One of the heirlooms of Thea Tammeleht’s family was a traditional Estonian recipe for Marzepan (as marzipan is known in the alleged country of its origin), passed down over six generations. While Tammeleht, like her mother and her mother before her, used the recipe to make sweets for friends and family, it was her Indian husband, Thomas Abraham, who suggested the commercial potential of handmade, traditionally crafted marzipan in India. After registering Nordic Kandie Magic as a company in 2013 (a process which took a single day there and four months in India), Tammeleht started crafting and packaging marzipan across Scandinavia and Northern Europe. When Abraham’s work brought them to Mumbai last year, they brought along Nordic Kandie Magic. The couple are in the city to debut their kiosk, at the Neel Sutra bridal lounge in Khan Market, over the weekend.
“Our flagship store in Mumbai is still in the process of opening, but we’ve been retailing marzipan across the country since February, with orders coming in from both metros as well as Tier-2 cities like Nagpur. Funnily enough most of our orders come through WhatsApp, our clients don’t bother with our website,” says Abraham, who heads an IT firm when not acting as Tammeleht’s business sounding board.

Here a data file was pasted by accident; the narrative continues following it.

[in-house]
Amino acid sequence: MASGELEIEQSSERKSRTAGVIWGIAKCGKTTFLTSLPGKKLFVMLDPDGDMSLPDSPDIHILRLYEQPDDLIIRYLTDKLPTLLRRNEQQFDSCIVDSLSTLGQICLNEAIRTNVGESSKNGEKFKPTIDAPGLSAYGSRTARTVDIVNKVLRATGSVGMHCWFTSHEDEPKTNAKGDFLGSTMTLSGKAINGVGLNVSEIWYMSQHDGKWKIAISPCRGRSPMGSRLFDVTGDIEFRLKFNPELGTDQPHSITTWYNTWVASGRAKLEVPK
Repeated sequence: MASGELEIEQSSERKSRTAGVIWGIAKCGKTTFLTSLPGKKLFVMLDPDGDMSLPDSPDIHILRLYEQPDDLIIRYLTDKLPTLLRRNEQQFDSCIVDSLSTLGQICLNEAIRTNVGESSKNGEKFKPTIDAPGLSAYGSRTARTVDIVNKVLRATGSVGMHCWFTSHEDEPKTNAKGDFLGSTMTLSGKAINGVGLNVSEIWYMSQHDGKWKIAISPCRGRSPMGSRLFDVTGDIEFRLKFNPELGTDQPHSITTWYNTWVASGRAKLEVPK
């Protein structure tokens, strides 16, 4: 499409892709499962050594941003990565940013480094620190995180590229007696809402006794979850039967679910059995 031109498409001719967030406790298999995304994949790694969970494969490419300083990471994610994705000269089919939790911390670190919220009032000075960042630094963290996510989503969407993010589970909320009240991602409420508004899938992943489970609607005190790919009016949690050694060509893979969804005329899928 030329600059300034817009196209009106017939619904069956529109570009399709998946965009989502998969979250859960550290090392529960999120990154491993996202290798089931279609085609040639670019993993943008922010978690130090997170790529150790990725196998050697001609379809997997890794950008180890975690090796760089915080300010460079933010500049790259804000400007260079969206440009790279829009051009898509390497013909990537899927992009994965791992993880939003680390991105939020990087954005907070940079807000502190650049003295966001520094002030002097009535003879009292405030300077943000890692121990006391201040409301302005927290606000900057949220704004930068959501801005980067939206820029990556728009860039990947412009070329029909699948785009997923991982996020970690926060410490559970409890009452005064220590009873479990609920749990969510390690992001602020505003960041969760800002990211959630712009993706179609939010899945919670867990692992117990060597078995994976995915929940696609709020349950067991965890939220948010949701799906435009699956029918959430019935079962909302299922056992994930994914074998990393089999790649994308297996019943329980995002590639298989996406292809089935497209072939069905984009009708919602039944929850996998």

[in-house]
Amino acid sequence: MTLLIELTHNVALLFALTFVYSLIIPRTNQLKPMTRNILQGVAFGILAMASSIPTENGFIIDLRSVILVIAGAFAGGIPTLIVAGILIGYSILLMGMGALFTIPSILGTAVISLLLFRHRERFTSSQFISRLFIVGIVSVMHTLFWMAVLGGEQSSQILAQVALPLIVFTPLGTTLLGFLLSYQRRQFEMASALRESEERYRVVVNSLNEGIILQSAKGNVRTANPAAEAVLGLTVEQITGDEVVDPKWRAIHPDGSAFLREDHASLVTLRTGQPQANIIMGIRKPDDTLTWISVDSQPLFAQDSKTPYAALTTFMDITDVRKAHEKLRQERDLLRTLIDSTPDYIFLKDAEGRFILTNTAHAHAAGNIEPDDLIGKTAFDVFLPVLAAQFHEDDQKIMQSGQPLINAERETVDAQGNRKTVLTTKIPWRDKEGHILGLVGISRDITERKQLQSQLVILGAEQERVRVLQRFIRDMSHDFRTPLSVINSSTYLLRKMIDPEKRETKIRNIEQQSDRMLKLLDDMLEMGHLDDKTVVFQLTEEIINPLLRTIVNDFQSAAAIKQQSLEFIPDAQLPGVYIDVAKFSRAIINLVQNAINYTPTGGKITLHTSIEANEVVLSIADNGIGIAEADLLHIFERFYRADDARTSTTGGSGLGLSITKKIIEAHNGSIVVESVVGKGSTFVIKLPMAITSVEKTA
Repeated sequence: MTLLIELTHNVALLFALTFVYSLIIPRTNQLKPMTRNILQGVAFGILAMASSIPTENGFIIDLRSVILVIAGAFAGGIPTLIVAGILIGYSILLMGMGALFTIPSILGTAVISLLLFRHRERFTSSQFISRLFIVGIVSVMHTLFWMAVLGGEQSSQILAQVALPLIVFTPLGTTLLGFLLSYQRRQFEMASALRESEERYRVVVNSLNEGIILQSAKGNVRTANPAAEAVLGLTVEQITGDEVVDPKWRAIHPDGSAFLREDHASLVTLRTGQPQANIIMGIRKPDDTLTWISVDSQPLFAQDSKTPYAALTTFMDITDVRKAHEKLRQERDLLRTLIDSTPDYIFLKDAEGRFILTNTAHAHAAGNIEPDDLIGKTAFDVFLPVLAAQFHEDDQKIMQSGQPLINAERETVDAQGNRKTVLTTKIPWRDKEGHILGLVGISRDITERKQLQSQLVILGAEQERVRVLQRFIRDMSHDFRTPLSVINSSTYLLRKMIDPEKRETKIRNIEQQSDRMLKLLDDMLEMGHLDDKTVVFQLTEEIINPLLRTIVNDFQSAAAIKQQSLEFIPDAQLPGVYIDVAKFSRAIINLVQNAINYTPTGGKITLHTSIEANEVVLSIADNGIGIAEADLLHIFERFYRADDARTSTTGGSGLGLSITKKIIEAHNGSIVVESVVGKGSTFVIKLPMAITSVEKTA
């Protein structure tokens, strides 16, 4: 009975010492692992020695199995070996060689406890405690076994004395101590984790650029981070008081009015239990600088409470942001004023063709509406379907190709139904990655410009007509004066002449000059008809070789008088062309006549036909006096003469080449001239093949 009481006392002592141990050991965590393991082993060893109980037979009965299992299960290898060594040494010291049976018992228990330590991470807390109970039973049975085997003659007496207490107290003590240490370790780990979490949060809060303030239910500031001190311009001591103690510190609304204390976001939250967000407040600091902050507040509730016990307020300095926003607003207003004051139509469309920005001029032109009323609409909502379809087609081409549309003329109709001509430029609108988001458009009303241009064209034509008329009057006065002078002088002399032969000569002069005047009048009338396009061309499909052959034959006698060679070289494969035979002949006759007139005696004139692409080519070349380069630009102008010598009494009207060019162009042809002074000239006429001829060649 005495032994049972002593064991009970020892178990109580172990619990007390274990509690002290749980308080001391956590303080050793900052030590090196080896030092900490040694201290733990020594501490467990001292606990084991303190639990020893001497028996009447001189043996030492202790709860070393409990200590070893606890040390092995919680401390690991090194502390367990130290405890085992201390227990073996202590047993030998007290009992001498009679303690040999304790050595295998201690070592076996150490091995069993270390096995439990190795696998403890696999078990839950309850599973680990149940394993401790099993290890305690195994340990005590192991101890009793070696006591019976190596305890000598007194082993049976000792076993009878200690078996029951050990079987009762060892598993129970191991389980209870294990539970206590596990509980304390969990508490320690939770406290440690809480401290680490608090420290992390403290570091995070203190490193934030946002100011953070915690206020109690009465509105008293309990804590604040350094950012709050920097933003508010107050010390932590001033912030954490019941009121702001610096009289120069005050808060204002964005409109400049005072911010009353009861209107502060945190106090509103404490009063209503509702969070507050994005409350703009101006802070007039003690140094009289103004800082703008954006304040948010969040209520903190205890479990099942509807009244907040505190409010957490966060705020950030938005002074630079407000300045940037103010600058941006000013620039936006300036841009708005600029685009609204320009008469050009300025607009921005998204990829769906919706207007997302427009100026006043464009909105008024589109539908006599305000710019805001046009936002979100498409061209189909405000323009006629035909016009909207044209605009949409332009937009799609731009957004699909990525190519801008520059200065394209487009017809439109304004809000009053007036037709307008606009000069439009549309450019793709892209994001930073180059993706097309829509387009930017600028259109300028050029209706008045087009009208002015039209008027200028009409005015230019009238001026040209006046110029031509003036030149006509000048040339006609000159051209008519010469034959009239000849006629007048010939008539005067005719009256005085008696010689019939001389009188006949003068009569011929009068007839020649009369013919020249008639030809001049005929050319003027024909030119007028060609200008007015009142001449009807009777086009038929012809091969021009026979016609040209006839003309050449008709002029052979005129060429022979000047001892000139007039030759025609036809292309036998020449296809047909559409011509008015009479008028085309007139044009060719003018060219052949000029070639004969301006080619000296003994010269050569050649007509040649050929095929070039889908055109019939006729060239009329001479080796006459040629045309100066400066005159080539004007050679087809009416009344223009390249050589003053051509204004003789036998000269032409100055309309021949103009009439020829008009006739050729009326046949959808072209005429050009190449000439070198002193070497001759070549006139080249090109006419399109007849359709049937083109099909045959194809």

Tammeleht herself doesn’t have any culinary training. With a Masters degree in counselling and special education, food is something that came naturally to her; as children, she and her brother helped out at their mother’s F&B business. She used to work at the University till 4pm, following which she would don an apron at her family’s cafes.
Now she works solely on Nordic Kandie, crafting about 300 pieces a day. The marzipan comes in 14 flavours, nine from the original European brand and five new ones created in association with chef Vicky Ratnani specially for the Indian market with options such as anjeer, nutmeg and mango-chilli, with prices starting at Rs 200 for a single kandie/pop.
The marzipan is made using Mamra almonds from Iran (which are ironically easier to source in India, given the severe sanctions imposed on the Islamic state by the West), Belgian Chocolate and locally sourced organic sugar, with some coated with edible silver and gold. The edible covering is provided by Giusto Manetti Battiloro, a Florence-based company which has been making gold leaves since 1820 and has bedecked monuments as august as the Palace of Versailles, the halls of Windsor Castle and the domeof the Church of the Holy Sepulcherin Jerusalem.
So go ahead, take a bite out of history; it promises to be sweet.